Meet Jim Coleman

We would like to introduce you to Jim Coleman. Aside from Jim serving as a member on our Board at Sonoma Mountain Institute he is also known as the well educated man behind a camera to us. Jim has an incredible eye and a knack for catching the most amazing footage when set out to work. It isn’t uncommon to see Jim out at our ranch once a week decked out in full camouflage with a camera in hand. Jim has an extensive bio that makes him highly qualified to be the best man for the job of tracking all living species found on our property.

In 2005, Jim earned a MS in Biology studying grassland restoration at Sonoma State University and since that time has been primarily focused on that work within the Occidental Arts and Ecology’s (OAEC) ecological preserve. In addition to Jim’s endeavors at OAEC, he has worked as a field ecologist for the California Native Plant Society in their efforts to help generate a vegetation and habitat map for Sonoma County. Jim works with private land owners such as Sonoma Mountain Institute in addition to various other land managers in establishing botanical and photo monitoring protocols that help aid in the successful conservation and restoration of healthy ecosystems. He has served as field ecologist on several restoration studies and mapping efforts of the endangered California Coastal Prairie. In addition to his work in terrestrial systems, Jim has also been active in the recovery of endangered Coho Salmon by helping to restore in-stream habitat. As an interpretive naturalist, Jim also enjoys his many opportunities to teach and lead people in their own nature awareness explorations.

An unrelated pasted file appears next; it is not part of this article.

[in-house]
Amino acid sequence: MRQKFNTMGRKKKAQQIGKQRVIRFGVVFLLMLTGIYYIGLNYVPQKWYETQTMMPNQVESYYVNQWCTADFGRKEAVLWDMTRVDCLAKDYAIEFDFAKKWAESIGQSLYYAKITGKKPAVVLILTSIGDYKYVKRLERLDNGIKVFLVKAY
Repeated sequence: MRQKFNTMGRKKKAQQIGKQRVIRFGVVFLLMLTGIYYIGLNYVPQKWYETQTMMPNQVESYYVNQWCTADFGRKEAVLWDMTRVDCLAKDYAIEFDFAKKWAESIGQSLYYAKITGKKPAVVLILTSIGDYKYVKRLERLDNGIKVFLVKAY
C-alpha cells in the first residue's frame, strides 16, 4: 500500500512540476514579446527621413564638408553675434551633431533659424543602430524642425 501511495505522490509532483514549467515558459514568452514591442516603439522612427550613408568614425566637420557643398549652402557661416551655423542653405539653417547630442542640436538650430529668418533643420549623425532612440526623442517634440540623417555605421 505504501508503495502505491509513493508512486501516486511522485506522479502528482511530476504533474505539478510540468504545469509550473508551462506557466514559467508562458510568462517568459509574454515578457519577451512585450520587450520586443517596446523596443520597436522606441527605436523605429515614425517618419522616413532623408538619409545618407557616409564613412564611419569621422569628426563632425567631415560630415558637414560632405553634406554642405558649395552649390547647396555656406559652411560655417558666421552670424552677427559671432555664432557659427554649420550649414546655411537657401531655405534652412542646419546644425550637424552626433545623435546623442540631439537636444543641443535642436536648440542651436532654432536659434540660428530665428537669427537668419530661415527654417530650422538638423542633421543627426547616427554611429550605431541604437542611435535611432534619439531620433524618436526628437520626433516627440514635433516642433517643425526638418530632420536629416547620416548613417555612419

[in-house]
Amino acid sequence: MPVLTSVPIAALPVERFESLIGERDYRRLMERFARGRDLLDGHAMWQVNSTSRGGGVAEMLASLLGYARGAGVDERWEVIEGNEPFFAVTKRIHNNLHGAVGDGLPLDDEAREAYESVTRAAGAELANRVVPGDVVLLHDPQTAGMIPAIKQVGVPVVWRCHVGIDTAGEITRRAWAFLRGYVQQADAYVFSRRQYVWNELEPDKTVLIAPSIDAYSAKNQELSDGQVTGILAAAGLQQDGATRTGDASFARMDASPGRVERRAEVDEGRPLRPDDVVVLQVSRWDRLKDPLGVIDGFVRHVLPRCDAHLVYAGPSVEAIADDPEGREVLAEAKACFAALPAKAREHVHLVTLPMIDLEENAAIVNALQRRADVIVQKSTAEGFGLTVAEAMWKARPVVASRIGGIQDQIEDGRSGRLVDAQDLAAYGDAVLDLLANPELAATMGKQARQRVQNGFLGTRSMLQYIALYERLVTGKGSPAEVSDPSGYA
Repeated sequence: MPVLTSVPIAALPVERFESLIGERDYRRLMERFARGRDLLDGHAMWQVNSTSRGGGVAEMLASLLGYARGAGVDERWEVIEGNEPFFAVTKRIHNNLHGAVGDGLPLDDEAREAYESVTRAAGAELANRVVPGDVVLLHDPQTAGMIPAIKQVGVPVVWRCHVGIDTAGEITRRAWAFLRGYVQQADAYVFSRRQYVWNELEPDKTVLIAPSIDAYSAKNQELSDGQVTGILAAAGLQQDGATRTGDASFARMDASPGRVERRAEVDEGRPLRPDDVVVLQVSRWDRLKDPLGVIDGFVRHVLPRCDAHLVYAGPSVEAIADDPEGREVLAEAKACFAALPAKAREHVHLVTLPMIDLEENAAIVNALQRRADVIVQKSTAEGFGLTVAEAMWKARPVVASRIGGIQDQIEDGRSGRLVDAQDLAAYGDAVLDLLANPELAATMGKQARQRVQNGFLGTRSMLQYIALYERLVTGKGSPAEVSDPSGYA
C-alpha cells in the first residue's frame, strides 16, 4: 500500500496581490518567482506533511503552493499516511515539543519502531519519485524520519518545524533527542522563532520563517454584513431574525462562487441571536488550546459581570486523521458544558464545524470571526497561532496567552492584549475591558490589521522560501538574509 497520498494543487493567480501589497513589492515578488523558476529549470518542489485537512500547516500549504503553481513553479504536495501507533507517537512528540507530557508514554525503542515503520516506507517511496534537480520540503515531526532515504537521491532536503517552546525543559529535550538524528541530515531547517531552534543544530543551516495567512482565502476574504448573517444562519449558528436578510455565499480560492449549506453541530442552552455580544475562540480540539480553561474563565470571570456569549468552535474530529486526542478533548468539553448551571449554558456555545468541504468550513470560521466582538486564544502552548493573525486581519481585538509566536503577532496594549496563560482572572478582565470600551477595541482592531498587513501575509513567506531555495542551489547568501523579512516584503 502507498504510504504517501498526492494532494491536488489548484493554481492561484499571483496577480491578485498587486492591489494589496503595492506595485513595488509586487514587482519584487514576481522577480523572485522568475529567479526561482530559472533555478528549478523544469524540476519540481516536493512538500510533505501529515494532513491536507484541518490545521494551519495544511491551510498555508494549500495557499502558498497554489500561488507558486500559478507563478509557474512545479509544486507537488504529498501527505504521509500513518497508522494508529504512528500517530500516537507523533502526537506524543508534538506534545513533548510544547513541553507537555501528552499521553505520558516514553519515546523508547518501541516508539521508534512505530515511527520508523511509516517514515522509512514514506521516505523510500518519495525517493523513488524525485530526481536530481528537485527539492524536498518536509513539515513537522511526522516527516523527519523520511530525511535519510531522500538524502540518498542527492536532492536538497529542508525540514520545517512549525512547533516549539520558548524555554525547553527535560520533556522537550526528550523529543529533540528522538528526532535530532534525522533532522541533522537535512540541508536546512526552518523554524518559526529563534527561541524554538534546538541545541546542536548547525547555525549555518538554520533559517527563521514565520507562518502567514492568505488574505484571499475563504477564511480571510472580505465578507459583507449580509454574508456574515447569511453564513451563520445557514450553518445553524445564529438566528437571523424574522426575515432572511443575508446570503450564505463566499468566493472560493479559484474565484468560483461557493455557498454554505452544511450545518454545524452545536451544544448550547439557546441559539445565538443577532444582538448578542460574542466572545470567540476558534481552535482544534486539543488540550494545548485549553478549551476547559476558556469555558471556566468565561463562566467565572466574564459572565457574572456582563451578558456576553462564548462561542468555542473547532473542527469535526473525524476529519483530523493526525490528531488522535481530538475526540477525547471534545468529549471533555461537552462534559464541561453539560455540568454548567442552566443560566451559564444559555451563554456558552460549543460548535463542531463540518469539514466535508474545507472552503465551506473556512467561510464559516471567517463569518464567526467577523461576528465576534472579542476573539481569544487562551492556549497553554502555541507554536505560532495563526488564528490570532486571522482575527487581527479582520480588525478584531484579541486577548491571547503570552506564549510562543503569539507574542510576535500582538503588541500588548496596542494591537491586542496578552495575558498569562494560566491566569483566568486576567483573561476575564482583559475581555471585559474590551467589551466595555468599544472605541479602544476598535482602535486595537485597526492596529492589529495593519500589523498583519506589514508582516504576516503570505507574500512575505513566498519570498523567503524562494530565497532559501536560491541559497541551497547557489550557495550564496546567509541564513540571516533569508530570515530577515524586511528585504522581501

We at S.M.I. have collaborated with Jim to create a website called, Sonoma Mountain Ecology Notes found at:

Aside from getting to see the amazing photography of so many species living on the Petaluma Ranch you can also subscribe to receive daily emails on the website to learn a little something extra about Jim’s particular featured species if you’re interested.

Sonoma Mountain Institute’s 2020 Annual Board Meeting

Due to Covid, our Sonoma Mountain Institute Board decided to play things extra safe this year and met for our 2020 Annual Board Meeting via conference call on December 21, 2020. Our Board consists of Brock Dolman as President, Mark Sindt as Treasurer, Kate Sindt as the Secretary, Jim Nelson as a board member, and Jim Coleman as a board member were all present. It was decided that everyone remain in their current roles within the board. Mark Sindt highlighted the projects and accomplishments from this last year of which were the following:  we will be starting a new blog that will include Jim Coleman’s photography, infrastructure is getting well established and it makes the flow so natural to keep cattle in place, and the new cattle guards are really nice and affordable so it’s an easy decision to make more of them.  He mentioned that we have a few new properties we look forward to managing in 2021. Mark said Matt Weger is back helping us with a new propagation project and that will lead to a new mapping project as well.  In regards to our Scientific Data monitoring, it’s exciting that we are still seeing an increase in new species each year.  To wrap the meeting up Mark went over the finances which included how the 2020 finances ended up in 2020 and the proposed budget for 2021. The board passed the proposed budget for 2021 and the meeting was adjourned.